19 Mar 2011

Two Questions on Japan

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This Bloomberg story says the G7 countries’ central banks intervened to weaken Japan’s currency. But what exactly did they do? If the BOJ wants to make the yen fall against the dollar, euro, etc., why doesn’t the BOJ just print more yen and buy more dollars, euros, etc.? I don’t understand what the other G7 banks had to do. If anything, to make it more effective, the BOJ should have told them, “You guys stay out of the currency markets, we are going to start buying your stuff and we don’t want you offsetting our actions.”

More generally, I have been trying to get the death-blow to Scott Sumner’s worldview by looking at economies following natural disasters. I had thought that they would show a drop in nominal GDP, and then I could say, “Aha! So using Sumner’s tools, he would look at these places and conclude that they needed to print more money, since it clearly wasn’t a structural supply-side problem.”

The only flaw in my brilliant plan was that (apparently) the nominal GDP of Haiti went way up after the earthquake, and even the Gross State Product of Louisiana went up after Katrina. So either I’m totally wrong in my intuition–thinking that real output drops so much following a major natural disaster, that even nominal GDP falls–or the influx of charity and the flaws in GDP accounting are masking my brilliance.

Anyway, I would love to see a Scott Sumner prediction on what happens with Japanese nominal/real GDP…

10 Responses to “Two Questions on Japan”

  1. noiselull says:

    Read “Are Crises Good for the Economy?” at libertyunbound.com. Amazing insight.

  2. Daniel Kuehn says:

    “or the influx of charity and the flaws in GDP accounting are masking my brilliance.”

    Nonsense – nothing could mask your brilliance, Bob!

    On your other question – what is it exactly that the G7 are doing… I’m drunker than I have been for years right now, but the answer still seems pretty obvious to me – sell yen? What else could they be refering to?

  3. Daniel Kuehn says:

    I do want to congratulate you, by the way, on being one of the few people who expected a decline in output following a disaster that did not lower himself to the level of accusing those who felt differently of not caring about the welfare of the Japanese. It’s pretty sickening to read what some people are writing – slandering those who simply note that rebuilding can put people to work in an economy with slack.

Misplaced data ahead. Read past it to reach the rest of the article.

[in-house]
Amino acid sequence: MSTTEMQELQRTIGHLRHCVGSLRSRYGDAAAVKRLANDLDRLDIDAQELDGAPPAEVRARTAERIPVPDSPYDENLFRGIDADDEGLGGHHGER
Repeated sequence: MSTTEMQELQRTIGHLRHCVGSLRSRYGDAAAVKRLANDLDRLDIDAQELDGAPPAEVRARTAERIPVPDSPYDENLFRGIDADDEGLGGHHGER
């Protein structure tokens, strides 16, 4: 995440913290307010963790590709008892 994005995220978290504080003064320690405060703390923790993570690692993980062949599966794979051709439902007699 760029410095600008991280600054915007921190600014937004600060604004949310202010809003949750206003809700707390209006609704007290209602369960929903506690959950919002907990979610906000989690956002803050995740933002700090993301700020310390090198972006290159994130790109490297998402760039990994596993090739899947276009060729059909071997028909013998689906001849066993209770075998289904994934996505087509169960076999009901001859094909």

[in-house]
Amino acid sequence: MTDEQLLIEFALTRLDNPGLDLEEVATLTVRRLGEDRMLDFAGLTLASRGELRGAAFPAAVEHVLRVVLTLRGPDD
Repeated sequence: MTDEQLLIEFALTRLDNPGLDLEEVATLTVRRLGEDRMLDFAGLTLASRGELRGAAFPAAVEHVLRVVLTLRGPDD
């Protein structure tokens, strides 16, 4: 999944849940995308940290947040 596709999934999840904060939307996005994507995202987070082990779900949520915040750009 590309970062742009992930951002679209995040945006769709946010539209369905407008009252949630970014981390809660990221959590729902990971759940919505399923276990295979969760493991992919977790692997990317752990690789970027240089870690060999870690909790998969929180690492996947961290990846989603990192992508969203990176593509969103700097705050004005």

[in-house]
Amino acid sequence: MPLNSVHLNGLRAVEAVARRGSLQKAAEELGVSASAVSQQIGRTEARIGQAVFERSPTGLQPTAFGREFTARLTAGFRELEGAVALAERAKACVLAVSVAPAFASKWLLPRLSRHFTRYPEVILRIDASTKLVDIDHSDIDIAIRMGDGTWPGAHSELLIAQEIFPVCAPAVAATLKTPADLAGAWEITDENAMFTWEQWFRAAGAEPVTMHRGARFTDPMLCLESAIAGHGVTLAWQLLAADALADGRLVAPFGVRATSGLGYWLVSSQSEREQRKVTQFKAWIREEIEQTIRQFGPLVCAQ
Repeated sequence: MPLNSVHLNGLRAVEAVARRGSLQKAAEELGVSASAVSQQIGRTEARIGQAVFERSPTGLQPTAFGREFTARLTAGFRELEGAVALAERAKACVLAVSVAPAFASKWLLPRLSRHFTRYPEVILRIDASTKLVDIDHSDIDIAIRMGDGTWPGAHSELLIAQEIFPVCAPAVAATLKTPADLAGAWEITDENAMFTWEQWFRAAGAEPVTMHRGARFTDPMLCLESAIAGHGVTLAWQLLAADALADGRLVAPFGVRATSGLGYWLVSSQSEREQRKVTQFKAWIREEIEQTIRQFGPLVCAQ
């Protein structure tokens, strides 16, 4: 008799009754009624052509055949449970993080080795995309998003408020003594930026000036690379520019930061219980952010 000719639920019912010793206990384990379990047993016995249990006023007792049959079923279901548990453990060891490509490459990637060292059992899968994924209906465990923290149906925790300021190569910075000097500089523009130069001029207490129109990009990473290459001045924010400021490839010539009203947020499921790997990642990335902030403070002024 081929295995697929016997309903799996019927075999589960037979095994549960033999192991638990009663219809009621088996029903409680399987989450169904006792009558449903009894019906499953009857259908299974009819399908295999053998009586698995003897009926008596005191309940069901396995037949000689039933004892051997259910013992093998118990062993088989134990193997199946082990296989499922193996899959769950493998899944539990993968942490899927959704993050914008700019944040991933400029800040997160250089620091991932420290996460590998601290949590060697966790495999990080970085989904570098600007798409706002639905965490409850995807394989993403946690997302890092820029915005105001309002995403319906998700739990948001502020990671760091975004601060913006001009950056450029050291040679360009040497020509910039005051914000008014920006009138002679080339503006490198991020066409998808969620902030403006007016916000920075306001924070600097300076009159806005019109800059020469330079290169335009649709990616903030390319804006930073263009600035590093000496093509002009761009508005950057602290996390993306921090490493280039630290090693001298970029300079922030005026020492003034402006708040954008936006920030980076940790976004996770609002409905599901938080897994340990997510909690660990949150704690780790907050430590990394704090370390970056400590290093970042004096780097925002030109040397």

It seems to me enough productive capacity is destroyed in Japan that this silver lining is probably a pipe dream – at least in this particular case. But noting objectively the possibility of such an impact on output doesn’t deserve the sort of censure it’s been receiving.

    • Avram says:

      I don’t get it. You can’t just say “yeah this disaster was pretty bad but at least it gives these people something to do, they were getting pretty bored” It doesn’t mean you hate the japanese if you say it but you still can’t say it cause it doesn’t make sense.

      I don’t think an economy can ever have the problem of “we’re just out of things to do”, and if it did whats to stop people from say just bulldozing their houses and building a new one when it gets dirty.

      Maybe you could justify such a statement on some sort of psychological narrative like saying people previously apathetic to the ways of the world have now just been spurred on to innovate and create new things, the tsunami sweeping their spirits upward as it had swept away their houses. But thats not the world’s most convincing argument.

    • Ashley Johnston says:

      Why does lowering the integrity of infrastructure supposedly have a stimulating effect that is not present from simply having low integrity infrastructure to start with? Seems to reflect some loss aversion bias. I mean, what would happen if you replaced all the Haitians with 10M Japanese pre-quake(s).

      Or there could be some sort of artificial centralization since all the people are rebuilding with the same vision. As opposed to the competing visions that are present when normally growing an economy.

  4. Robert Wenzel says:


    I think you raise an imprtant point here, The only reason to do it the way the central banks are doing it is to create a bit of hocus pocus smoke to hide the fact that the only thing going on is BOJ money printing.

  5. WT? says:

    Can someone answer me this? I’ve read that the yen has gone up in value because of the disasters, but why should it go up? I’ve never really understood how currency prices work.

    • Jon O. says:

      1) Repatriation of funds (ex. insurance companies who need to payout claims in jpy)

      2) crisis = selling of risk assets = unwinding carry trades funded by jpy = buying jpy

      3) speculators anticipating #1 and #2

  6. Avram says:

    If they hold any yen selling them at an agressive price should help weaken the currency quite effectively.

  7. Scott Sumner says:

    Robert, My hunch is that both RGDP and NGDP will tend to fall for a quarter or two, then rise. That’s partly because GDP inflation in Japan is near zero, so the two tend to move in lockstep. Other experts are predicting a brief decline in RGDP, and I certainly don’t know more than they do about all the logistical problems in Japan. (Recent reports suggest the worst case for the nuke will be avoided. Knock on wood.)